This week, the Kaiser Family Foundation released the 22nd Annual Medicaid Budget Survey for state fiscal years 2022 and 2023. If you work in the world of Medicaid, you know this report well. It’s a regular fall-time event in the health policy world, marking another collective trip around the sun. Most importantly, it captures the ongoing evolution of the Medicaid programs.
If you haven’t seen the report, check it out. As you read it, you might consider three themes encircling all the policy decisions and program operations described in the report:
- Current state agency workforce realities;
- Robust activity at federal level; and
- The upcoming mid-term elections and the potential for leadership change.
Medicaid played the role it was intended to play during the pandemic. It was our country’s safety net and did exactly what it was meant to do: it expanded and fast. The program was critical to saving the lives of thousands of members who needed health care during the last two and a half years.
Soon it will be time for states to unwind all of the changes and return to some semblance of normal. That means the eligibility of every current Medicaid member will be reevaluated once the national COVID-19 Public Health Emergency (PHE) ends. That’s a tall order for states, given that Medicaid membership has grown to more than 89 million, the largest in its history.
The PHE unwinding will be dominant for the foreseeable future, and Medicaid agencies are as prepared as they can be. They’ve been working diligently over many quarters – on strategic planning, systems updates, eligibility redetermination planning and training, outreach and communication to members, budgeting, and more.
States are crouched and ready at the starting line.
When U.S. Department of Health and Human Services Secretary Xavier Becerra gives the green light to start unwinding, the states will be in charge of the “single largest health coverage transition event since the first open enrollment period of the Affordable Care Act”, as the Centers for Medicare and Medicaid Services (CMS) states.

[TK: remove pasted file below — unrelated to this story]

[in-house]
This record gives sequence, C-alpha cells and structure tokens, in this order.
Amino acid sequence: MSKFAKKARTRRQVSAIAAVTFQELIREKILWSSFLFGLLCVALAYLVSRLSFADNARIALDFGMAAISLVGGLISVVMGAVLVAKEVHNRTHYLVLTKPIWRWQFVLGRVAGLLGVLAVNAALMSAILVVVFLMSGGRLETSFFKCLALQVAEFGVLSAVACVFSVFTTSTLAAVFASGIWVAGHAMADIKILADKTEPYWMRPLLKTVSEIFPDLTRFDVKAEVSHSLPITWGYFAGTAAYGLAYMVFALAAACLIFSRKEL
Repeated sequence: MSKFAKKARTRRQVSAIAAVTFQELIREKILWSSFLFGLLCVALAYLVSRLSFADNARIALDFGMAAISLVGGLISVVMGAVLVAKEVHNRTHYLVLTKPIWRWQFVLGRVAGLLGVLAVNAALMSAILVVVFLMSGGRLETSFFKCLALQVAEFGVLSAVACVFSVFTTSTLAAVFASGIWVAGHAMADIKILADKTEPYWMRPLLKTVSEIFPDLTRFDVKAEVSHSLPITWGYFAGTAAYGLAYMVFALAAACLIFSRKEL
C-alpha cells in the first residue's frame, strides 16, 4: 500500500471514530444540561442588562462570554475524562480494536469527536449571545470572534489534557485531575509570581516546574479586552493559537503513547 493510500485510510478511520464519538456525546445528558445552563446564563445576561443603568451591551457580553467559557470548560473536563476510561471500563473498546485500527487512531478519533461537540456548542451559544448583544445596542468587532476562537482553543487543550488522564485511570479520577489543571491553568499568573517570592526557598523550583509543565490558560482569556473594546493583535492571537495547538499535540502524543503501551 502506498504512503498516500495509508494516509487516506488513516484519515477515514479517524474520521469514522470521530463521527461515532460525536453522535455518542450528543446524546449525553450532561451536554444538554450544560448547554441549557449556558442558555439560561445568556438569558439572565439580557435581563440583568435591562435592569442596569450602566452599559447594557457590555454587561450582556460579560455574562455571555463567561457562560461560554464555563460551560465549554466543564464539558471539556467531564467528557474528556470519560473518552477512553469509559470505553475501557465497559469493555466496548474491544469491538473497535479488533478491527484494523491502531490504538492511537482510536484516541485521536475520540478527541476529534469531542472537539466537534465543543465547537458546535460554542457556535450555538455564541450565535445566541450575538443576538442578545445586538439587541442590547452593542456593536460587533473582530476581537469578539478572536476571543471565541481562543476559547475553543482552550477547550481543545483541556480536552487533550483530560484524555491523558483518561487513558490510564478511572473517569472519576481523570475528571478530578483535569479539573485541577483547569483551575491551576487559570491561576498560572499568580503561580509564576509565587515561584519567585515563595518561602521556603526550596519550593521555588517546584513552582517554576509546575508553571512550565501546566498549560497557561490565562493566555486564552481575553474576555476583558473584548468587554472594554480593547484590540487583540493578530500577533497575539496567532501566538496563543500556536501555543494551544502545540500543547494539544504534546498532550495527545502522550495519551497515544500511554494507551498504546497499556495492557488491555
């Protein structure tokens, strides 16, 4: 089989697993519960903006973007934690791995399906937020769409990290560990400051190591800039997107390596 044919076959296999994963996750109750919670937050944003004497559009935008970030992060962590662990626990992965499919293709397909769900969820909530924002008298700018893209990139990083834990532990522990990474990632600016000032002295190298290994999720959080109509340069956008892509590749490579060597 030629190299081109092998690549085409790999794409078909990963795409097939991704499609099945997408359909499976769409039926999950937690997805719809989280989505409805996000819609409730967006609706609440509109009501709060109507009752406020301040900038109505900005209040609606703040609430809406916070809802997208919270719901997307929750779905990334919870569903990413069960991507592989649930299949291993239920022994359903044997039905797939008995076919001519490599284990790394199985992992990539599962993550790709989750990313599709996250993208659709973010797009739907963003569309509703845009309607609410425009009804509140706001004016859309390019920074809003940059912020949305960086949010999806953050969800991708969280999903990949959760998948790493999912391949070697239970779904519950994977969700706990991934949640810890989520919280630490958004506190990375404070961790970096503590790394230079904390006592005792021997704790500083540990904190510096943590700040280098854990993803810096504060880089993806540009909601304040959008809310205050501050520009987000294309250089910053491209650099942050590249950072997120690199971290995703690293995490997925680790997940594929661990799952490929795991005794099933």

Here’s the concern: across all states, the Medicaid agency workforce is significantly compromised. Data from NAMD’s recent Insight Survey found that the average vacancy rate in FY2022 for Medicaid agencies was 17 percent. One in four Medicaid agencies have a vacancy rate that is over 20 percent – in some cases in the 30 percent or even 40 percent range.
Can you imagine striving to be successful at your workplace with 30 percent of the positions unfilled?
Medicaid Directors are being incredibly resourceful and creative in efforts to fill those positions, but it’s an incredibly challenging place to be.
A second contextual theme is the considerable amount of activity occurring from federal partners. CMS has a robust regulatory agenda that will have significant changes for the way states operate. For example, CMS has re-opened the continuous enrollment rules from the Families First Coronavirus Response Act for comment, meaning that CMS might revert its initial interpretation of statute and, as a result, states would have to go back in time to 2020. In other words, there’s a possibility “states will be rewinding while unwinding”, as one Director described it.
CMS has also released an expansive proposed eligibility, enrollment and renewal regulation. If states have to put this rule in place during the 12+ months of unwinding, it will create a major distraction because states could be conducting eligibility redeterminations while the eligibility processes are in flux. Both of these events also have the potential to create confusion for Medicaid members, many of whom have traditionally struggled with eligibility requirements and redeterminations.
Congress is also a wild card in the mix and could make decisions before the end of the calendar year that would undercut all the planning and preparation states have done to date. States are counting on a “go date” of February 1 to start redeterminations based on the current PHE renewal and an enhanced federal match through March 31, 2023. They have planned for and budgeted around CMS guidance under current law. Any change to these assumptions or major changes from current statute would wreak havoc on state plans. States operate best on a steady, consistent path, so keeping to the established assumptions made for budgets and timelines is critical.
A third contextual point is the 36 upcoming gubernatorial elections, which can lead to changes in leadership at many levels. Because Medicaid is shaped and administered by states, the program looks different in every state based on the priorities of the elected state leadership. Medicaid programs ebb and flow with the prevailing elected leadership so it’s critical that elected leaders have the information needed to understand the complexities of this complex program. They will need to know what is possible, what’s not, and the trade-offs for the program, particularly during this unique period of transition.
So, as this year’s Kaiser budget survey report illustrates so beautifully, Medicaid directors and their teams accomplished a tremendous amount in 2022 despite sailing through very choppy waters. The coming year will also be challenging for Medicaid as it seeks to unwind from the public health emergency and NAMD will be there to support and elevate the work.